If Democrats want to win back the House of Representatives next year, they'll have to flip as many as 24 seats, and their best chances are in three places: the California suburbs, the Sunbelt suburbs, and the Northeast.
In Republican Dan Donovan's Staten Island and Brooklyn district, four Democrats have already filed to run against Donovan, even though he voted against the health care bill. On Long Island, Republican Lee Zeldin has picked up an opponent. And Antonio Delgado, a New York City lawyer, announced Monday that he'll challenge incumbent John Faso for his seat representing the northern Hudson Valley.
In New Jersey, the busiest district is the Seventh, where four Democrats have filed to run against Leonard Lance. In the 11th district, two Democrats and one independent have already filed to run against Rodney Frelinghuysen, whose vote for the Republican health care bill was particularly controversial.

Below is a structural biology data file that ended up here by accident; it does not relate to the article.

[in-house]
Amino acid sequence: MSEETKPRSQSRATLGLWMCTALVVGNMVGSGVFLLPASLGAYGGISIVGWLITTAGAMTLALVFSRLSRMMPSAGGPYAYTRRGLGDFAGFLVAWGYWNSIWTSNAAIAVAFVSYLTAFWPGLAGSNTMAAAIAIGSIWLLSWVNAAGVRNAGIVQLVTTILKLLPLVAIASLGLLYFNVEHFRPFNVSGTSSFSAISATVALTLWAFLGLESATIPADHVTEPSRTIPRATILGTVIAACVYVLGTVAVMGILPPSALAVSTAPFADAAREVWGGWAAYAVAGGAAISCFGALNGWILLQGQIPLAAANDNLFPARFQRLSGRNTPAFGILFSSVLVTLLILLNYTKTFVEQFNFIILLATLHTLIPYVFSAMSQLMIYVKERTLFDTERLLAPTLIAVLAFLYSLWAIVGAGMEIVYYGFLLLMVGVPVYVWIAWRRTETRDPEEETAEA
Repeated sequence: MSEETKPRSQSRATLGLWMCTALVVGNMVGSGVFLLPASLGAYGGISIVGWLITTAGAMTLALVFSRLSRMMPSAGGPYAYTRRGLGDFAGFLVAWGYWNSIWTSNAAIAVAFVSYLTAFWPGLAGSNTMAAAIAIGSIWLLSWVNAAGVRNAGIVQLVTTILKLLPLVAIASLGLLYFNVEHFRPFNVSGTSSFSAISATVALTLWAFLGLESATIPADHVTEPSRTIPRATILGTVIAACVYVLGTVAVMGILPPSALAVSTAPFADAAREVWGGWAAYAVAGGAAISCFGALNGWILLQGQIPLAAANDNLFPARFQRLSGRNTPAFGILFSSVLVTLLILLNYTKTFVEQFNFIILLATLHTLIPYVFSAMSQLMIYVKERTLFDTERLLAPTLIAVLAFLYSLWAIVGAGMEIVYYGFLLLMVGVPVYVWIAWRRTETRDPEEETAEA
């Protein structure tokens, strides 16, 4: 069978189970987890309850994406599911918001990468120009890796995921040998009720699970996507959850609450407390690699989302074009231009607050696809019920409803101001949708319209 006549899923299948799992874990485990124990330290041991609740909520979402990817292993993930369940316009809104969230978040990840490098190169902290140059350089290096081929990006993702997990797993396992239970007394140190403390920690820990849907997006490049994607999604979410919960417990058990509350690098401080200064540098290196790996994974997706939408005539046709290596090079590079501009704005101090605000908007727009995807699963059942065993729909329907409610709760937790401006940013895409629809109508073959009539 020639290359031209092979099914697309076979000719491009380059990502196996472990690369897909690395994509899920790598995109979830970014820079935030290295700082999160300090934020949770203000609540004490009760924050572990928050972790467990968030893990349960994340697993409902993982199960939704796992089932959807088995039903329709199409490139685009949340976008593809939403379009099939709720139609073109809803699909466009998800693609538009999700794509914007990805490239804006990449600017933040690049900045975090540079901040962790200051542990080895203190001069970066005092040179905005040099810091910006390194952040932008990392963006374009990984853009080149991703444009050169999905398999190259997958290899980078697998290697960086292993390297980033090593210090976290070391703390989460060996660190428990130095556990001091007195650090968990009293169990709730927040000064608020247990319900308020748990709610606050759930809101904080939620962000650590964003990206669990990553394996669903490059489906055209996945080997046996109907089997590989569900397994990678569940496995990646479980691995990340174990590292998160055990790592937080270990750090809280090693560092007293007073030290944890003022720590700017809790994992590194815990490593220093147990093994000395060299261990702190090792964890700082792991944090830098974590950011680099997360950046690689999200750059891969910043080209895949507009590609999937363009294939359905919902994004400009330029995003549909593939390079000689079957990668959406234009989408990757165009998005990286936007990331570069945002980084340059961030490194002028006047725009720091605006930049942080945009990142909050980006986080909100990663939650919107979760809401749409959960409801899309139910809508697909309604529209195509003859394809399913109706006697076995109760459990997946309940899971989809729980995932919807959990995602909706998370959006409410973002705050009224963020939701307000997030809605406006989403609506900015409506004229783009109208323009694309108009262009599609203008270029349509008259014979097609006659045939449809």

And adding to the regional pressure is New York Gov. Andrew Cuomo, who's holding a rally in New York City Tuesday to "take back the House district by district." He's up for re-election next year, and may also be a presidential candidate in 2020.
WNYC's Washington correspondent John O'Connor spoke with Richard Hake about how opposition to Trump is causing early activity in local swing districts.